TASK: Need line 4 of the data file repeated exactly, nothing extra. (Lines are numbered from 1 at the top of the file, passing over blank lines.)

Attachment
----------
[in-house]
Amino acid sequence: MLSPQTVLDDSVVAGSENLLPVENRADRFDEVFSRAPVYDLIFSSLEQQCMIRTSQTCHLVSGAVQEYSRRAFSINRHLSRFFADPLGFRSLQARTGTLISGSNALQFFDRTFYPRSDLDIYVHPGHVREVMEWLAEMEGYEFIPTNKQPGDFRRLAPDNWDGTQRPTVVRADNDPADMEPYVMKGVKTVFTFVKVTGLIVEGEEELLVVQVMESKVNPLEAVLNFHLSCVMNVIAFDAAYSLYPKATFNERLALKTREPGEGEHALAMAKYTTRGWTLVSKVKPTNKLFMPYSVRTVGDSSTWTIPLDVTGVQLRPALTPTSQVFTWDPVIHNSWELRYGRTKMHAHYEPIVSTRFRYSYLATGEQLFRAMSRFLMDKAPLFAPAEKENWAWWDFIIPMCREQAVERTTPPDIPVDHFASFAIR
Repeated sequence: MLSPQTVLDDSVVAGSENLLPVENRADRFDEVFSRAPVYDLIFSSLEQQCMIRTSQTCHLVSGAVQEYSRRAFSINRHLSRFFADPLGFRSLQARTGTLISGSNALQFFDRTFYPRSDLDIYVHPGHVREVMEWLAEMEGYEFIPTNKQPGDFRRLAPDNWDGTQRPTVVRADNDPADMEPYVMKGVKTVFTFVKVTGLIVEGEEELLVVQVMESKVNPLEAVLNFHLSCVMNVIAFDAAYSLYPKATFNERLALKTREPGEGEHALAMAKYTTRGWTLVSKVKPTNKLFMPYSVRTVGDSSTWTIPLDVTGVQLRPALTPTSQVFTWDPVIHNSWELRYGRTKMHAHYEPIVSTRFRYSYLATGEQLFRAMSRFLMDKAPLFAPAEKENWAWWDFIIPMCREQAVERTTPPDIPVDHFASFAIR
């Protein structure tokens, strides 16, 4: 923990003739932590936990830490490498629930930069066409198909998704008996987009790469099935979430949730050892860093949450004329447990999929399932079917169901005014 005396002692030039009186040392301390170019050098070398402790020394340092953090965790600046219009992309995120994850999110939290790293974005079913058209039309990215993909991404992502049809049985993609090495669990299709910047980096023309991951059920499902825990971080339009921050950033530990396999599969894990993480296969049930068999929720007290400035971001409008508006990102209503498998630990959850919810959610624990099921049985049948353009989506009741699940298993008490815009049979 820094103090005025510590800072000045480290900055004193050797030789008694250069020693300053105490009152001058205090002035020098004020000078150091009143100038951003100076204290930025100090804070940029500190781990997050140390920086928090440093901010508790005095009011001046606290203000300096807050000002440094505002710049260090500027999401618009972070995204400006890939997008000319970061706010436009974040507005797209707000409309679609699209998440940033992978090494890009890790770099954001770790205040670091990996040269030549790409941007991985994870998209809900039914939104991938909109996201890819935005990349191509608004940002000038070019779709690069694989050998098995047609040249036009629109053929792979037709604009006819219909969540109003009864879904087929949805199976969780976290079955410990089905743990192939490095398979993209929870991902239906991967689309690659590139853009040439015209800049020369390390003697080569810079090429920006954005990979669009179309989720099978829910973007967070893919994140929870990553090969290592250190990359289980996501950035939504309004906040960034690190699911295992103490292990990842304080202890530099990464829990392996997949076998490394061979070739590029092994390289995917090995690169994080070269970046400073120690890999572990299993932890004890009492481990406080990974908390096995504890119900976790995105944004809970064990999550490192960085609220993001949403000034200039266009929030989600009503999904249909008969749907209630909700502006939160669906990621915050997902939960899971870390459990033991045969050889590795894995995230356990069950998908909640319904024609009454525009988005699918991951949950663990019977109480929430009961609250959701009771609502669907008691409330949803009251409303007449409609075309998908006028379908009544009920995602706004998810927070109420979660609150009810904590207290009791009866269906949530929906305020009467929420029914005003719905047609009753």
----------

């Protein structure tokens, strides 16, 4: 923990003739932590936990830490490498629930930069066409198909998704008996987009790469099935979430949730050892860093949450004329447990999929399932079917169901005014 005396002692030039009186040392301390170019050098070398402790020394340092953090965790600046219009992309995120994850999110939290790293974005079913058209039309990215993909991404992502049809049985993609090495669990299709910047980096023309991951059920499902825990971080339009921050950033530990396999599969894990993480296969049930068999929720007290400035971001409008508006990102209503498998630990959850919810959610624990099921049985049948353009989506009741699940298993008490815009049979 820094103090005025510590800072000045480290900055004193050797030789008694250069020693300053105490009152001058205090002035020098004020000078150091009143100038951003100076204290930025100090804070940029500190781990997050140390920086928090440093901010508790005095009011001046606290203000300096807050000002440094505002710049260090500027999401618009972070995204400006890939997008000319970061706010436009974040507005797209707000409309679609699209998440940033992978090494890009890790770099954001770790205040670091990996040269030549790409941007991985994870998209809900039914939104991938909109996201890819935005990349191509608004940002000038070019779709690069694989050998098995047609040249036009629109053929792979037709604009006819219909969540109003009864879904087929949805199976969780976290079955410990089905743990192939490095398979993209929870991902239906991967689309690659590139853009040439015209800049020369390390003697080569810079090429920006954005990979669009179309989720099978829910973007967070893919994140929870990553090969290592250190990359289980996501950035939504309004906040960034690190699911295992103490292990990842304080202890530099990464829990392996997949076998490394061979070739590029092994390289995917090995690169994080070269970046400073120690890999572990299993932890004890009492481990406080990974908390096995504890119900976790995105944004809970064990999550490192960085609220993001949403000034200039266009929030989600009503999904249909008969749907209630909700502006939160669906990621915050997902939960899971870390459990033991045969050889590795894995995230356990069950998908909640319904024609009454525009988005699918991951949950663990019977109480929430009961609250959701009771609502669907008691409330949803009251409303007449409609075309998908006028379908009544009920995602706004998810927070109420979660609150009810904590207290009791009866269906949530929906305020009467929420029914005003719905047609009753």